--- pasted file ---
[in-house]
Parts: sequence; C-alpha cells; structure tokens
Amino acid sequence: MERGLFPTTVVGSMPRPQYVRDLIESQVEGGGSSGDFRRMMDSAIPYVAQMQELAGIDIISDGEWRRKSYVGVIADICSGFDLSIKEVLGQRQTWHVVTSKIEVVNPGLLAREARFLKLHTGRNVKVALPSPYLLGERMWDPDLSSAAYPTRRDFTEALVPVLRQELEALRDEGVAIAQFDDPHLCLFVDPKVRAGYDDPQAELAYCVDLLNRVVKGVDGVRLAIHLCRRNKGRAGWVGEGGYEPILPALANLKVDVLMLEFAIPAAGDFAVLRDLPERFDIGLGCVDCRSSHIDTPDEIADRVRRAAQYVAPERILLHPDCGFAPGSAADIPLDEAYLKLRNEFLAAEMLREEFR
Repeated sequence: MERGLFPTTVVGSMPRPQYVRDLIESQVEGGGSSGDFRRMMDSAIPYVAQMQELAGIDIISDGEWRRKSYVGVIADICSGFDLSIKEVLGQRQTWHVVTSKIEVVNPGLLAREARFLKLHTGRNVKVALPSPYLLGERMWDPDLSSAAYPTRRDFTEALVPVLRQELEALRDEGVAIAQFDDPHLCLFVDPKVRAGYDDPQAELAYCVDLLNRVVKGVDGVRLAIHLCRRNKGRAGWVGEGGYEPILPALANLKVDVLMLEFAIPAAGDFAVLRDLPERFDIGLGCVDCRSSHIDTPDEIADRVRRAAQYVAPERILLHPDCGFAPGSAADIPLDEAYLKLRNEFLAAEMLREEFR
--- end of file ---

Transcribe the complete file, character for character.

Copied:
[in-house]
Parts: sequence; C-alpha cells; structure tokens
Amino acid sequence: MERGLFPTTVVGSMPRPQYVRDLIESQVEGGGSSGDFRRMMDSAIPYVAQMQELAGIDIISDGEWRRKSYVGVIADICSGFDLSIKEVLGQRQTWHVVTSKIEVVNPGLLAREARFLKLHTGRNVKVALPSPYLLGERMWDPDLSSAAYPTRRDFTEALVPVLRQELEALRDEGVAIAQFDDPHLCLFVDPKVRAGYDDPQAELAYCVDLLNRVVKGVDGVRLAIHLCRRNKGRAGWVGEGGYEPILPALANLKVDVLMLEFAIPAAGDFAVLRDLPERFDIGLGCVDCRSSHIDTPDEIADRVRRAAQYVAPERILLHPDCGFAPGSAADIPLDEAYLKLRNEFLAAEMLREEFR
Repeated sequence: MERGLFPTTVVGSMPRPQYVRDLIESQVEGGGSSGDFRRMMDSAIPYVAQMQELAGIDIISDGEWRRKSYVGVIADICSGFDLSIKEVLGQRQTWHVVTSKIEVVNPGLLAREARFLKLHTGRNVKVALPSPYLLGERMWDPDLSSAAYPTRRDFTEALVPVLRQELEALRDEGVAIAQFDDPHLCLFVDPKVRAGYDDPQAELAYCVDLLNRVVKGVDGVRLAIHLCRRNKGRAGWVGEGGYEPILPALANLKVDVLMLEFAIPAAGDFAVLRDLPERFDIGLGCVDCRSSHIDTPDEIADRVRRAAQYVAPERILLHPDCGFAPGSAADIPLDEAYLKLRNEFLAAEMLREEFR